A major new building is rising on the expansion of Microsoft’s corporate campus outside of Seattle. Unlike other recent architectural escapades from tech companies, it’s not a circular spaceship or a swirling glass mountain or even a starchitect-designed indoor-outdoor park. Microsoft’s new building is an energy plant.
The Thermal Energy Center is the unlikely centerpiece of a 3-million-square-foot addition to the tech giant’s campus in Redmond, Washington. As its straightforward name suggests, the building will be the hub of the expansion’s new energy system, which will power the campus almost entirely through electricity provided by geothermal energy exchanges.
Designed by Seattle-based architects NBBJ, with engineering by AEI, the center will house dozens of 65-foot-tall thermal energy tanks that will be warmed by hundreds of geothermal wells drilled 550 feet into the ground. Through a system of heat pumps, chillers, and 220 miles of pipe running throughout the campus, the Thermal Energy Center will use the constant temperatures found deep below the Earth’s surface to heat and cool the new office buildings when they open beginning in 2023. The system eliminates the need for conventional gas boilers and electric chillers, cutting electricity use by an estimated 50%.
“We were really excited about the potential to use the Earth’s natural systems to heat and cool our buildings, but also just to use a new technology and to prove that it can scale to the size of the campus that we have,” says Katie Ross, Microsoft’s head of real estate sustainability. “Zero-carbon campuses are something that can be built today.” This is not the first geothermal power system to be deployed, but Microsoft believes it is one of the biggest in North America.
In 2020, Microsoft set the goal of becoming carbon negative by 2030, meaning it would more than offset its carbon emissions completely. A big part of meeting this goal, Ross says, is eliminating fossil fuels from its new campus. For a company as big and as energy-intensive as Microsoft—think rooms full of whirring computers, a fleet of electric vehicles, and 10,000 meals being cooked daily in its cafeterias—there are a lot of fossil fuels to replace. “All of our heating and our cooling, the HVAC systems, these need to be all electric,” Ross says.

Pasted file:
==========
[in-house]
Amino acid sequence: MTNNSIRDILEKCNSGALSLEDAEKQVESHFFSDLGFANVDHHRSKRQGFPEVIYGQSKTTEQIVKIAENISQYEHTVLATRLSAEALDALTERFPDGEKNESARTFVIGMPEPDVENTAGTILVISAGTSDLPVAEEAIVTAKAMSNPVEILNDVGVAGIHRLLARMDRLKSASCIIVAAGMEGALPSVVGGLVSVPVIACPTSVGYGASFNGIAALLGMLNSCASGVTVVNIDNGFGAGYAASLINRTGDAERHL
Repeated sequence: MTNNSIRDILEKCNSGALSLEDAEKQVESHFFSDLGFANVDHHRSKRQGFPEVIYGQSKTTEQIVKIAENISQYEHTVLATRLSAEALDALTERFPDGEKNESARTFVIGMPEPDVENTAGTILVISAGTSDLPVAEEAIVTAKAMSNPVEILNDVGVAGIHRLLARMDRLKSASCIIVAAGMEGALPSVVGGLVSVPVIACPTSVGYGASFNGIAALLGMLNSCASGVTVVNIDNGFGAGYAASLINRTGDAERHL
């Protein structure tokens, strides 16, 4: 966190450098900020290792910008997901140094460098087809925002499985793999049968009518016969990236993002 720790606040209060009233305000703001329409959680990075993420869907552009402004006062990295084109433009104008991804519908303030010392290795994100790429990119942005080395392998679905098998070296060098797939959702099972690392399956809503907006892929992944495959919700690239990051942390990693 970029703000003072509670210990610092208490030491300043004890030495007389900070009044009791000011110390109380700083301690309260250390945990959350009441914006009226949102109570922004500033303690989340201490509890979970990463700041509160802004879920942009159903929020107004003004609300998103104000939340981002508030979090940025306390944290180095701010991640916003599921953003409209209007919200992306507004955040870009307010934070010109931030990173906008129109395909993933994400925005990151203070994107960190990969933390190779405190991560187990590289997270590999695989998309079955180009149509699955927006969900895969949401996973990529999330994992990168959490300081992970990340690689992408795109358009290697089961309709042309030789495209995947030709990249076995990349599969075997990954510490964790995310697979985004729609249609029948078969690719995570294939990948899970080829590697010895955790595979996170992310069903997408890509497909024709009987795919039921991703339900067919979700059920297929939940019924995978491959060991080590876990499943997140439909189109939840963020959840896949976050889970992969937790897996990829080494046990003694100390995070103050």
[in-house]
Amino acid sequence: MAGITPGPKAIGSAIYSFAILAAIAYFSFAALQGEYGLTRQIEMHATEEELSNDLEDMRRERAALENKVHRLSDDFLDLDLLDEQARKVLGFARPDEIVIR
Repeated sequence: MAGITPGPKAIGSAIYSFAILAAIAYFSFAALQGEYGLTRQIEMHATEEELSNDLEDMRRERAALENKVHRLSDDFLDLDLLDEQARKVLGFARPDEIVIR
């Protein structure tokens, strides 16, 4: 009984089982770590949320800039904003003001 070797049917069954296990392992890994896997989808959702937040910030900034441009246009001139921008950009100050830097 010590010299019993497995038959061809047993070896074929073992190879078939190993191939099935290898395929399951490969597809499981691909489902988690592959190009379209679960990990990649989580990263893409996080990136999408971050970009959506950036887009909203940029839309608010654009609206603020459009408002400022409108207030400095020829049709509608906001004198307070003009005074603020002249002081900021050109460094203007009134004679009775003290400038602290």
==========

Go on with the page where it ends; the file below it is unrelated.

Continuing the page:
A geothermal exchange system proved to be a viable alternative. About 875 geowells have been drilled across a 2.5-acre section of the campus, which has been under construction since 2018. Once the system is complete, these wells will provide a constant temperature through the new buildings, naturally heating and cooling them, and solar panels will generate the additional electricity they require. Other renewable energy sources, like wind and solar, can provide more power than geothermal, but can also take up more space, and often rely on existing transmission networks. Geothermal, when done at this scale, provides the amount of electricity and savings that Microsoft needs, while also avoiding the intermittency issues with wind and solar when the air is still or cloudy.
However, relying on a geothermal system has some limitations. The amount of heating and cooling it can provide is directly linked to the number of wells drilled, so Microsoft had to decide early on the upper limit of electricity its new campus would need, rather than counting on adding an extra gas boiler as energy needs rose. “There were a lot of conversations about limiting the total amount of energy in these buildings,” Ross says. “We don’t make decisions lightly. We use data to make those decisions,” including energy use intensity modeling and projections about the future of remote or hybrid work and daily office occupancy.
In collaboration with NBBJ, the system was designed to accommodate the estimated energy needs. “It was sized such that it allowed for a diversity of different uses across the campus, so I don’t think it’s a huge risk,” says Margaret Montgomery, NBBJ’s director of sustainability. “It means that we really have to live within finite limits.”
Montgomery says Microsoft is likely the first major U.S. company to build its own geothermal system, but expects others to follow. “It really helps to have major companies like Microsoft doing this, and be able to go to our other clients and say we really need to look at electrification here. We can’t continue to design buildings that require fossil fuels. Let’s [electrify] now so we don’t have to retrofit it in 10 years,” she says. “That’s a drumbeat we’re hitting with our clients as much as possible.”
Making the Thermal Energy Center a showpiece of the new campus expansion could help. For Microsoft and NBBJ, putting this emerging energy alternative on display is a way of showing that new conventions are possible.
“I think there’s a way for these buildings to be opportunities to inform the public about these kinds of efforts and breed awareness,” says NBBJ architect Chris Beza. “As a totem, it could be a way that we can share our Thermal Energy Center work and inspire other designers to explore the same.”
Ross says it was important that the Thermal Energy Center be “not just some building at the bottom of a garage that no one sees,” but one that is visible to employees, customers, and the public. The center will even have a section with a self-guided tour where visitors can look inside and learn about how it all works.
“It is how the campus functions, and it is such a physical representation of all our sustainability values and how we think differently about delivering a campus,” Ross says. “We think of our campus as a living lab.”